Sekou Doumbouya, 6-foot, 9-inches, Limoges CSP

Doumbouya may not be widely known in the US, but he is a hot commodity already to NBA scouts. At just 17-years old, Doumbouya is likely to have a meteoric rise similar to the most recent international wunderkind: Luka Doncic.

He is currently listed at 210 lbs., already bigger than many of his peers, but he possess just as high-if not greater-of a skill level. He has great playmaking instincts, and is specifically adept at hitting cutters along the baseline.

Similar to Giannis Antetokounmpo, it is hard to nail down what position Doumbouya will play in the NBA since he is already pretty solid at everything.

Of course there is room for improvement, but Doumbouya already has a clean and repeatable shooting motion that should improve over time. Perhaps the hardest part of a the game for a player with his type of athleticism to develop.

He explodes to the rim from all over the court and definitely does not mind contact. Doumbouya’s massive frame and willingness to bang inside could make him a free throw magnet at the NBA level.

Doumbouya's long arms allow him to play the passing lanes well on defense, but he is perhaps better at guarding his man one-on-one. This is where his surprising lateral quickness allows him to check a wide range of players. But his agility is part of his appeal, so his playing weight will be crucial moving forward. 

His frame is so big at his age that he could actually bulk up too much, something to keep an eye on as he adjust to tougher competition this upcoming season.

He is sure to shoot up draft boards if he continues to hold his own, especially since he just signed with French club Limoges CSP of the LNB Pro A League.

The Bulls have one of the best international scouting departments in the league, so chances are Doumbouya is already on their radar.

His ability to play all five positions on the floor make him an ideal fit for a Bulls team that has constantly been overloaded at the one and the five. And along with their record, his play in his first year with Limoges CSP will go a long way towards determining if he will be in play for the No. 1 pick. If he is not in play for the top pick in the draft, he is the type of exceptionally young prospect that I could see the Bulls front office attempt to trade up for.

Zion Williamson, 6-foot, 6-inches, Duke, Freshman

The most shocking commit from Duke’s loaded 2018 recruiting class, Williamson is perhaps the most polarizing NBA prospect since Anthony Davis in 2012. He is a physical specimen at a listed 272 lbs. But tons of questions linger about how his game will translate to the next level.

For starters, despite being a solid ball-handler, he is very reliant on his dominant (left) hand dribble. If he struggles as a ball-handler, then he needs to be a willing screener. In fact, his wide-frame has the potential to make him the best screener in his draft class if he fully commits to the part of the game.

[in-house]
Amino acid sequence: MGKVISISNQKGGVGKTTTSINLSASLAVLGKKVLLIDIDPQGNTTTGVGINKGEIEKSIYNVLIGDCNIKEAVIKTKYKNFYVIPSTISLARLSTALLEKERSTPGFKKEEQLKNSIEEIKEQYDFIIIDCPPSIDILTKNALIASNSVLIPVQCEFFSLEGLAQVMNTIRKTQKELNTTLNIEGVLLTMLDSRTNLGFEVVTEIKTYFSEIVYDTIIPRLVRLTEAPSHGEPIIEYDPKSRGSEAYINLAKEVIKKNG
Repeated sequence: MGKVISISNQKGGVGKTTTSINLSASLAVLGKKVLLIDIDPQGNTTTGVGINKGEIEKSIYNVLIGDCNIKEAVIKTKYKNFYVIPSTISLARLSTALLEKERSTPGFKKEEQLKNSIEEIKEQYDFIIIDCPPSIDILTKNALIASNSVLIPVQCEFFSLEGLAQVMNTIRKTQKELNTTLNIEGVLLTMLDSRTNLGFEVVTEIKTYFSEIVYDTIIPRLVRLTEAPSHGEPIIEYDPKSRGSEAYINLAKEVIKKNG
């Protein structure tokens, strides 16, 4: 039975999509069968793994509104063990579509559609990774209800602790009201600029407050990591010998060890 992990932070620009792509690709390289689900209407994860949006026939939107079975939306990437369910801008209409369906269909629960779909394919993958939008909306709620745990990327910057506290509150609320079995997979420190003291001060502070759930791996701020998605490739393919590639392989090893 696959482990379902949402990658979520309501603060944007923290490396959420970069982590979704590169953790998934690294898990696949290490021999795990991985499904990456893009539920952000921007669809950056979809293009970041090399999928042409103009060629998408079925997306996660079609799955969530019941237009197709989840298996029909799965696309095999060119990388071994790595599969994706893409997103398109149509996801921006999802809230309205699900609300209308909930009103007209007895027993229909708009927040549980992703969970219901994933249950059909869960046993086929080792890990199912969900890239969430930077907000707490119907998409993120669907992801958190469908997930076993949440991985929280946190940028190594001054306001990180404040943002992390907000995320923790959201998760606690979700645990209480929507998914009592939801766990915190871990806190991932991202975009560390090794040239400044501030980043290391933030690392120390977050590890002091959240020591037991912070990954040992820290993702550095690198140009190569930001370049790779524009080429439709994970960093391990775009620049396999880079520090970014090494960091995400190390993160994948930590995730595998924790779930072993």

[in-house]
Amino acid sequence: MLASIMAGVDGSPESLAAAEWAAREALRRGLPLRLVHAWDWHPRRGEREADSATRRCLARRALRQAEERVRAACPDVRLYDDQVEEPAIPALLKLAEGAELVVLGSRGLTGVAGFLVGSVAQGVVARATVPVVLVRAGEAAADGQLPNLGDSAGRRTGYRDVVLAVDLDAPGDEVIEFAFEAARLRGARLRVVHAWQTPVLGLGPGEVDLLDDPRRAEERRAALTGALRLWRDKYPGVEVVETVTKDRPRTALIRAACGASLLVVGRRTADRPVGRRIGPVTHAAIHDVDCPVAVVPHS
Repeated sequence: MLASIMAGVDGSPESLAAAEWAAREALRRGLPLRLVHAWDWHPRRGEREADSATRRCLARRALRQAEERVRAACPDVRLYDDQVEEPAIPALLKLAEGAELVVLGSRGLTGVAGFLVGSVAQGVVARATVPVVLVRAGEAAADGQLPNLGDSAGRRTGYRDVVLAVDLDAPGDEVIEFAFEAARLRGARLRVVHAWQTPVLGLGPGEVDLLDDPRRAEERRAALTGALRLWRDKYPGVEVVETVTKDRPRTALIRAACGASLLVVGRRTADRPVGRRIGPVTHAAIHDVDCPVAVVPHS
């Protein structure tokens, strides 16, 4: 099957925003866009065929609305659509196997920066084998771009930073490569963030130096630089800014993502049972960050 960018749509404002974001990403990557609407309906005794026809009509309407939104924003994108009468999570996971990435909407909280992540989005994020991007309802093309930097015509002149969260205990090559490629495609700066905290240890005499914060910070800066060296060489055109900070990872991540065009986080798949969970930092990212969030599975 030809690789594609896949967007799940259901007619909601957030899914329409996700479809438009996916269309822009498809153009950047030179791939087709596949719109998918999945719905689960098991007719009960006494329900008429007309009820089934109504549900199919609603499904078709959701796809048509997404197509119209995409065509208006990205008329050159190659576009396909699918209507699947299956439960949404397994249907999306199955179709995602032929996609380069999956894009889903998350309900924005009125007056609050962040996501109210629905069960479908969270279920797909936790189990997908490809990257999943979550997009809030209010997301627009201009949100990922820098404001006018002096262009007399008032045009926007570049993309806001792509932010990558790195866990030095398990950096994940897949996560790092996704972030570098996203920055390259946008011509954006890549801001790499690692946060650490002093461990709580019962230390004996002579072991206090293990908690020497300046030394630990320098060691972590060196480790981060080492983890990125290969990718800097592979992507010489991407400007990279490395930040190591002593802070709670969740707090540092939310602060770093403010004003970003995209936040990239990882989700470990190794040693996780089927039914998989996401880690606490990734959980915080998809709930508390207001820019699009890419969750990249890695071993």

But his otherworldly athleticism will make him a lottery pick no matter what. It doesn’t take long to find five different videos of Williamson dunking the basketball into next week. Even that part of his game comes with questions though.

In high school Williamson generated most of his offense on fastbreak attempts. He was able to get out in the open floor, and pretty much no one at the youth level could do anything to stop someone his size with a full head of steam.

He does not have much of a half-court game at this stage of his career, which is likely amongst the top concerns NBA scouts have. Because we have not seen Williamson able to do much off the dribble beside bully his way to the basket, his ability to rebound the ball will be very important to his overall development, seeing as it could become his main source of points in a slow-tempo, playoff atmosphere game.

Williamson has also flashed the ability to be an interesting defensive weapon. His incredible hops give him the chance to be a great rim-protector. But as of now he is much more adept at prowling the passing lanes, waiting to pick off a pass and initiate a devastating fastbreak.

Like Chicago native Jahlil Okafor, even if Williamson dominates the college level, he will need to work every offseason to refine his game to do something at a high level outside of dominate those who are smaller and less athletic than him.

If the question marks about his fit in the NBA persist in 2019, there is a good chance that Williamson would be available to the Bulls with a late lottery pick.

Here's why the Bulls didn't take Michael Porter Jr. last night

mpjdenver.png
USA TODAY

Here's why the Bulls didn't take Michael Porter Jr. last night

There was angst and anger among the Bulls fan base following the team's selection of Wendell Carter in Thursday's NBA Draft. Though the team had been linked to Missouri forward Michael Porter Jr. - and he was far and away the biggest fan favorite - the Bulls passed on the former No. 1 prospect, opting to play it safe and find a complement to Lauri Markkanen on the frontline.

Porter fell farther than just past the Bulls at No. 7. Cleveland opted for Collin Sexton. The Knicks and Sixers went with wings similar to Porter in Kevin Knox and Mikal Bridges.